Of Greco-Romanian origins, Anna de Noailles was born in Paris, where she lived from 1876 until her death in 1933. Starting with her first collection, Le Coeur innombrable (1901), which was crowned by the Académie Française, Noailles composed nine volumes of poetry, three novels (among which the delightful Le Visage émerveillé, 1904), a book combining novellas with a series of meditations on gender relations (Les Innocentes, ou La Sagesse des femmes, 1923), a collection of prose poems (Exactitudes, 1930), and an autobiography spanning her childhood and adolescence (Le Livre de ma vie, 1932).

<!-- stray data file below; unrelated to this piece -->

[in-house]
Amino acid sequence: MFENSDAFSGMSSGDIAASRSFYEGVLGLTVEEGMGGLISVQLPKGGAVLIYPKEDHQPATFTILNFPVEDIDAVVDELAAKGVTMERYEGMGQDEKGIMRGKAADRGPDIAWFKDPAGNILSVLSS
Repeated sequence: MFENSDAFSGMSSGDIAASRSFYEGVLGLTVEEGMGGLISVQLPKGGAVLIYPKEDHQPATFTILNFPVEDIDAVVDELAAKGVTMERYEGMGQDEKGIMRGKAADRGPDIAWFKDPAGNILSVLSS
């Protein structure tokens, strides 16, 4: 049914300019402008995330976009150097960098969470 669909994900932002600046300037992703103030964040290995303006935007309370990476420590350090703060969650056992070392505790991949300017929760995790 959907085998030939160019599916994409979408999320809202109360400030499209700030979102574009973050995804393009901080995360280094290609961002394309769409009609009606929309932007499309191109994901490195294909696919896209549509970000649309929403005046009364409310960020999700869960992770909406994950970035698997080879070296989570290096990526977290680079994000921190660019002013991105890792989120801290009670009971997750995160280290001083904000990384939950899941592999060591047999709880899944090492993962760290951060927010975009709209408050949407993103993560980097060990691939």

She was the only female poet of her times in France to receive the highest public recognition. Despite a dramatic decline in Noailles’ readership after her death, later critical judgments often confirm that she deserved such recognition. A discrepancy between form and content, reflecting Noailles’ situation at the cusp of the antithetical world views of nineteenth-century Romanticism and twentieth-century Modernism, characterizes her poetry, where dynamic concepts and images strive to dissolve a largely classical structure.
By actively engaging with her French literary heritage while finding a source of inspiration in Greek paganism and in Nietzsche’s radical thought, Noailles constructed an original poetic world view. Her work is best described as Dionysian–ecstatic, sensual, erotic, playful, sometimes violent, and always marked by a tragic undercurrent which becomes more apparent in her later poetry.